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Senior officials don’t define administrations; presidents do, by making the strategic decisions that reshape events. For the latest confirmation of this age-old truth, we need look no farther than Jackie Calmes’s excellent article on Tim Geithner, the one economic advisor Obama “fought to keep.” Toward the end of her piece, she reports the following, which occurred on a conference call shortly after the 2008 election:
Mr. Obama spoke of the transformative domestic policies he had promised and now would pursue. Mr. Geithner, say people familiar with the exchange, cautioned that the crisis Mr. Obama had inherited was so severe that it would constrain him.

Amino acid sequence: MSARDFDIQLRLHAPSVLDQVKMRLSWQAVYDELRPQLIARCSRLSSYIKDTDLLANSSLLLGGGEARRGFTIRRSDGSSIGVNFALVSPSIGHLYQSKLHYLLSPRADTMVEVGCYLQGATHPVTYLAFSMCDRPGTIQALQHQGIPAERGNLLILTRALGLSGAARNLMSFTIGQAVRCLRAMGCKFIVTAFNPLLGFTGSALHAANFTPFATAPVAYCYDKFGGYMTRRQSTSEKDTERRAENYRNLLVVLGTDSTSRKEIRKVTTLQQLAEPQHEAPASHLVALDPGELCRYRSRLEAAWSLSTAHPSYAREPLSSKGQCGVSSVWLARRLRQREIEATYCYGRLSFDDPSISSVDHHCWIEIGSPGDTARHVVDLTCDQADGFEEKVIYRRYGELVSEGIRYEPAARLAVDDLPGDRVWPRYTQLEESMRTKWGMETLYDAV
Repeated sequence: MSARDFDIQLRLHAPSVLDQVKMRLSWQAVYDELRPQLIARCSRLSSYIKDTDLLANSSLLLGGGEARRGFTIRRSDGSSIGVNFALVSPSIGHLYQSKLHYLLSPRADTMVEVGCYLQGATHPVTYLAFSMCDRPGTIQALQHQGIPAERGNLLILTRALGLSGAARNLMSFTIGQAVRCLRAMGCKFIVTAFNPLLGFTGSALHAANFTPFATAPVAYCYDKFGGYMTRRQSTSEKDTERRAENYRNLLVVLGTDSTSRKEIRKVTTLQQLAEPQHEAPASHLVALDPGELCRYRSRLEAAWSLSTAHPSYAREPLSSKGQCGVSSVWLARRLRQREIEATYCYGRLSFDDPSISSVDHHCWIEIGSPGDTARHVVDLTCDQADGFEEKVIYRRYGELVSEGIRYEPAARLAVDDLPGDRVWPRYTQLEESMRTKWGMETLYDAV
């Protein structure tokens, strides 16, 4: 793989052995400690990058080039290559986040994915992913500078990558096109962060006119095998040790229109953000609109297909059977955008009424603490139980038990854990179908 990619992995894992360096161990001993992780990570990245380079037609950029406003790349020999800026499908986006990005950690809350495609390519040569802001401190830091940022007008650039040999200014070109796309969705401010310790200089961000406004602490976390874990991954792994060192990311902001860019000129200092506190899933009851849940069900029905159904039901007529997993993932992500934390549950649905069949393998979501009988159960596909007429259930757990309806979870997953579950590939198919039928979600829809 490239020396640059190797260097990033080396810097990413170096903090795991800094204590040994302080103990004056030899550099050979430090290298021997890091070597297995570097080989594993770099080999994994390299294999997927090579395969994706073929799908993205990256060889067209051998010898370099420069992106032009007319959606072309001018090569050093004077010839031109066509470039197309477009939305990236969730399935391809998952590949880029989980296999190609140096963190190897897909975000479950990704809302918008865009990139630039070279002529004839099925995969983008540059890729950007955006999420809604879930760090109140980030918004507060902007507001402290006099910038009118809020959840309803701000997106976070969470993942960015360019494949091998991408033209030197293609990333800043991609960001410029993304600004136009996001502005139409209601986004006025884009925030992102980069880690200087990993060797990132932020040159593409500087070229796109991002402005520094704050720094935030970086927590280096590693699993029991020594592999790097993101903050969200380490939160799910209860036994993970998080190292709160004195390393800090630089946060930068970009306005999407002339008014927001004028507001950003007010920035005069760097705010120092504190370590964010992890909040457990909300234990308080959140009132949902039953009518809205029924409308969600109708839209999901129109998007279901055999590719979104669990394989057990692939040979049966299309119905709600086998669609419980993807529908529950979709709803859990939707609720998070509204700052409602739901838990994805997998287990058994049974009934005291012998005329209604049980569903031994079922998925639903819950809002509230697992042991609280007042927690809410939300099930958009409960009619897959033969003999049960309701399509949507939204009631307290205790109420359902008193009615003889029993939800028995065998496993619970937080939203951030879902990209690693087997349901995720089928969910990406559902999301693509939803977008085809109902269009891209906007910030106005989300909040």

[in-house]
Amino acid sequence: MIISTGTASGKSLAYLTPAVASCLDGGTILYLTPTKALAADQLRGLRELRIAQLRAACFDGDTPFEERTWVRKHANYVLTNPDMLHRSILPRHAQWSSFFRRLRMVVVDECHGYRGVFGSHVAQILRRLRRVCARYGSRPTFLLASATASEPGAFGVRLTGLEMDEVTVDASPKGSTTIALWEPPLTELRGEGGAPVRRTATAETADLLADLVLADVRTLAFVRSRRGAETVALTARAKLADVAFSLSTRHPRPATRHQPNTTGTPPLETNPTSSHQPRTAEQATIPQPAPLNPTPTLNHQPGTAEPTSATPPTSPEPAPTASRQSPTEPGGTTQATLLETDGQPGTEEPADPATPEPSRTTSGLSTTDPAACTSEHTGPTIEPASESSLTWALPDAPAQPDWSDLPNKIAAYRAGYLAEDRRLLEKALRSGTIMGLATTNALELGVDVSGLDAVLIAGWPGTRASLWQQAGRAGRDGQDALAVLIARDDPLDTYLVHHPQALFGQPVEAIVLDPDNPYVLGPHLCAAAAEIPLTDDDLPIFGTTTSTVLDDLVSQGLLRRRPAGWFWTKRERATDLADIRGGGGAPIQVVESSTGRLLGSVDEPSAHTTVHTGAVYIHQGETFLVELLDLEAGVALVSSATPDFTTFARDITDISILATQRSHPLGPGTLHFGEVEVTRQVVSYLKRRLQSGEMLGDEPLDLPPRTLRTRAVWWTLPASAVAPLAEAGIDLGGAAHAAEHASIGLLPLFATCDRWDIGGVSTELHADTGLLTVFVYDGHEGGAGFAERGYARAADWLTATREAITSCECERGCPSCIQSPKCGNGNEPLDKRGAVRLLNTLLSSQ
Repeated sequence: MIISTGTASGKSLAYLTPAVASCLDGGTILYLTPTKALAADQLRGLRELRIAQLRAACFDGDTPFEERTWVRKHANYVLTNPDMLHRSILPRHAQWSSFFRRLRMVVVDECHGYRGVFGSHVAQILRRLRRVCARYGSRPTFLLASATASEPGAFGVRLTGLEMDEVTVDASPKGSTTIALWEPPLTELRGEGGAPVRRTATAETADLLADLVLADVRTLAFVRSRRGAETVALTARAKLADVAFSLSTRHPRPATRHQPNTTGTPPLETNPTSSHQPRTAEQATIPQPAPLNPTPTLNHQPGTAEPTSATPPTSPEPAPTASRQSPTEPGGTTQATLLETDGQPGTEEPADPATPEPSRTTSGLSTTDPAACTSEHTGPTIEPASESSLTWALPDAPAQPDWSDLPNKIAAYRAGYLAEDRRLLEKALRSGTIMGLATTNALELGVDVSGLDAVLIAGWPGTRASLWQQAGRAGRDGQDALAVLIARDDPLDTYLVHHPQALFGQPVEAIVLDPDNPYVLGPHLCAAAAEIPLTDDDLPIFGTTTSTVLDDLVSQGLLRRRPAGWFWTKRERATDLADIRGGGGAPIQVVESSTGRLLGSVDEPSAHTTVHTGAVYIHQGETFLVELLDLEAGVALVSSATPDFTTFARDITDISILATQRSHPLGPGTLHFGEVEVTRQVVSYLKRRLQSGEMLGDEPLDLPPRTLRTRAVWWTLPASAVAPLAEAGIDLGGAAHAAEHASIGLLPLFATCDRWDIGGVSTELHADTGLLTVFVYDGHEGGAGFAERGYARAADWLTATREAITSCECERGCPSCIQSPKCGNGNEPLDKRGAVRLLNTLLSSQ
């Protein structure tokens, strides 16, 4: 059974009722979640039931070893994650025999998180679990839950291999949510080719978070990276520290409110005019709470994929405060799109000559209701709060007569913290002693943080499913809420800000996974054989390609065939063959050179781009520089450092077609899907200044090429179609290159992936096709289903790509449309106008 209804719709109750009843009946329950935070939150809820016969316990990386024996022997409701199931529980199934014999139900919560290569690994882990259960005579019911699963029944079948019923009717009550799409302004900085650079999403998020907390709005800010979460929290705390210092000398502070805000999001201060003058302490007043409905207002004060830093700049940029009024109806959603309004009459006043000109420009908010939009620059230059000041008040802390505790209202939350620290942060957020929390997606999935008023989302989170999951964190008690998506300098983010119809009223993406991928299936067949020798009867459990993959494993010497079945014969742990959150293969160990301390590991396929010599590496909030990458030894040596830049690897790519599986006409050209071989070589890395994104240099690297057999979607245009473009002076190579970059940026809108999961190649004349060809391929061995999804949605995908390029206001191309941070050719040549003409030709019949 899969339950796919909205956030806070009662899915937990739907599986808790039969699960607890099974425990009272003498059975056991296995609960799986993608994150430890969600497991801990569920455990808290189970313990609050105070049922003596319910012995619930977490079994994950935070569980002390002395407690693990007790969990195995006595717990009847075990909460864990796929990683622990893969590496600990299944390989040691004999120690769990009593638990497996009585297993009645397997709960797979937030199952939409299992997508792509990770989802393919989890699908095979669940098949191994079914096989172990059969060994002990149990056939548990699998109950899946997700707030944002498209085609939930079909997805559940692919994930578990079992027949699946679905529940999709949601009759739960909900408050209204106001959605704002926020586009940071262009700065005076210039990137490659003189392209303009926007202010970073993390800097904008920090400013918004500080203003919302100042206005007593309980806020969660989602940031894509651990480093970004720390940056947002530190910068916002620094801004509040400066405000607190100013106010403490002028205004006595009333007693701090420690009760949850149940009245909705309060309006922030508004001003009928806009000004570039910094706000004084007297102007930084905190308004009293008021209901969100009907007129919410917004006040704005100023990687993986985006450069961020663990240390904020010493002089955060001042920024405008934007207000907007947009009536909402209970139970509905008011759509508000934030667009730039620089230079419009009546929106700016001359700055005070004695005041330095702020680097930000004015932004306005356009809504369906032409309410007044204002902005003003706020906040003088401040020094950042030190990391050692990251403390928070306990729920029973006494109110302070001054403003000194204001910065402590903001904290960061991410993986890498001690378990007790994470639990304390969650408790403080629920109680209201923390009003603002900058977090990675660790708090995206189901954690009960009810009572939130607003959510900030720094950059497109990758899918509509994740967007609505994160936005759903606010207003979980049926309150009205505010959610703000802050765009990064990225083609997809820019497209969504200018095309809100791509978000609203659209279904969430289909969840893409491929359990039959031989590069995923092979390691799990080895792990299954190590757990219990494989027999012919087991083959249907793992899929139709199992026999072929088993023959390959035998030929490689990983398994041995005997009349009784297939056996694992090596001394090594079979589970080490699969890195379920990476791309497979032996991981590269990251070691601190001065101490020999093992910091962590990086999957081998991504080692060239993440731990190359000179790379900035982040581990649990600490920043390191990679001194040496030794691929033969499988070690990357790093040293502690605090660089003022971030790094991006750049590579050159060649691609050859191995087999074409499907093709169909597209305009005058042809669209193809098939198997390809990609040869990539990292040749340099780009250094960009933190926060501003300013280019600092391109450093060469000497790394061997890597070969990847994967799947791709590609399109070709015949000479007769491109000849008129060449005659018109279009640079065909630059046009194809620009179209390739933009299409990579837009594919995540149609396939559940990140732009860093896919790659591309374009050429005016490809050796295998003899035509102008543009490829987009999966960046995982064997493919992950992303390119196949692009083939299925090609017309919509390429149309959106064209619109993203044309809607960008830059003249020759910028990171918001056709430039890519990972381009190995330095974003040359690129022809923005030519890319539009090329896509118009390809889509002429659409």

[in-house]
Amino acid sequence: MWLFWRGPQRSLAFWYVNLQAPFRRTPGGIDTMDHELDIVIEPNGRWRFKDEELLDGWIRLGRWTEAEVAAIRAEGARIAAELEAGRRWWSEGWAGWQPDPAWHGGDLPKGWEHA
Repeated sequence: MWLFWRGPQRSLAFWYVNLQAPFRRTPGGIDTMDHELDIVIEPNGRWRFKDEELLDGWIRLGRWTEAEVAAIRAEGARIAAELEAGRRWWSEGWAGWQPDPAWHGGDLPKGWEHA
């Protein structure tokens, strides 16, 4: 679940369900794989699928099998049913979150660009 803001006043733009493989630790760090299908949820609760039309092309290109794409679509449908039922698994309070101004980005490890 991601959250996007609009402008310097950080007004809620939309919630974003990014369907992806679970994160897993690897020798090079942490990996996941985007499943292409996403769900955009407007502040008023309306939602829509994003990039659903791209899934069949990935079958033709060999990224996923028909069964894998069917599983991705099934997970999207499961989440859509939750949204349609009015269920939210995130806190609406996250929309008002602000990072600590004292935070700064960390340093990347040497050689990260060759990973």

“Your legacy is going to be preventing the second Great Depression,” Mr. Geithner said. Vexed, Mr. Obama replied, “That’s not enough for me.”
The Treasury Department yesterday revised its loss estimate for the Government Motors bailout from $14.33 billion to $23.6 billion, thanks to the company’s sinking stock price. GM’s Sept. 30 closing price, on which the new estimate is based, was $20.18, about $13 less than its December IPO price and $35 less than what is needed for taxpayers to break even.